Hence Bering's first official Arctic expedition set out from the Kamchatka peninsula, and led him through what is today Bering Strait, into the Arctic Ocean.

Map of Bering's First Kamchatka Expedition
Bering's First Kamchatka Expedition
Overland from St. Petersburg to Kamchatka took 3 years alone
Horsens Museum


Here you can read the daily logs from Bering's First Expedition as PDF (in Russian) Also included are "brief biographical sketches of Bering and his senior officers from the first voyage."

And this is Bering's own map from his First Expedition. Source: above mentioned PDF.

Bering's map from his First Expedition
Bering's map from his First Expedition
Click to enlarge

Outcome of the First Expedition:

Bering sailed through Bering Strait but had to content with bad weather which made sighting the American coast impossible. However, he made an educated guess that Asia and America are not connected.

What made him think that?

"Sea depths, drift timber, birds etc. had convinced him of the proximity of the mainland."


Turned out, his employers wanted something a little bit more solid. Like reaching American soil. So he had to go again.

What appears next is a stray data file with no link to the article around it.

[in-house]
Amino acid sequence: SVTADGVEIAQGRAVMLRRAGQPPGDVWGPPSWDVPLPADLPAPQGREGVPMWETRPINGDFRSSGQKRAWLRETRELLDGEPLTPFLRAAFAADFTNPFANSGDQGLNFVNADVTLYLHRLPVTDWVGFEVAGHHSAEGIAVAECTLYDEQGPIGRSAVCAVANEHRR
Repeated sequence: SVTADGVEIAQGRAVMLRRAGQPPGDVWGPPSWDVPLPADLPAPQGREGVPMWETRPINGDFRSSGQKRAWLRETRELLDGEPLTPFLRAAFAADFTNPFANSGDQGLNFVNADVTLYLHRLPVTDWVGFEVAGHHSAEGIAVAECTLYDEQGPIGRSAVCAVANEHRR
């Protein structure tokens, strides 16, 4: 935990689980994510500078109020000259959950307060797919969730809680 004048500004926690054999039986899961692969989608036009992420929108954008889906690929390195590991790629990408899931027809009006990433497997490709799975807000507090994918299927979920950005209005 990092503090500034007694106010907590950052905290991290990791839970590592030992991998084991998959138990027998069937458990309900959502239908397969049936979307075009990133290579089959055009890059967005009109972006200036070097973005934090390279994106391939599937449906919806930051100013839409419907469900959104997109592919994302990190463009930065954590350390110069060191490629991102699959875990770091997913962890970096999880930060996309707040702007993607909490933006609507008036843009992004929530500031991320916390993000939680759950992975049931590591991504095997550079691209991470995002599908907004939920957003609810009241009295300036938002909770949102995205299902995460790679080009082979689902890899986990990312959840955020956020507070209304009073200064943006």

See map below.


:: Bering's Second Expedition 1733-1741

Also called the Second Kamchatka Expedition or the Great Northern Expedition.

To be exact, the Great Northern Expedition is the umbrella term for several voyages made by several Russian teams from 1733 to 1743. Bering's Second Expedition was one of them.

While Russia was now ruled by Tsarina Anna Ivanova, Bering embarked on his second Arctic expedition, starting again from the Kamchatka Peninsula, then into the Gulf of Alaska and back along the Aleutians. He shipwrecked off Bering Island, where he died on December 19, 1741.

As many as 600 men were involved. Spanberg again was the second in command.

Here are his two ships. The St. Peter and St. Paul launched in June 1740.

And here is the map:

Map of Vitus Bering's Voyages - First and Second Expedition 1728 and 1733
Map of Vitus Bering's Voyages
Illustrating: First Expedition 1728-1730 / Second Expedition 1733-1741
Copyright Encyclopaedia Britannica


Here is more about Ancient Beringia

And here is a map of Ancient Beringia:

Map of Ancient Beringia
Ancient Beringia
Click to enlarge


And maybe: Alaska Purchase 1867



Russian forensics have tried to restore Vitus Bering's face. It can be seen today at Horsens Museum. (Photo: Orla Madsen)



Frank Alfred Golder's Bering's Voyages - An Account of the Efforts of the Russians to Determine the Relation of Asia and America, Volume I and Volume II (1922)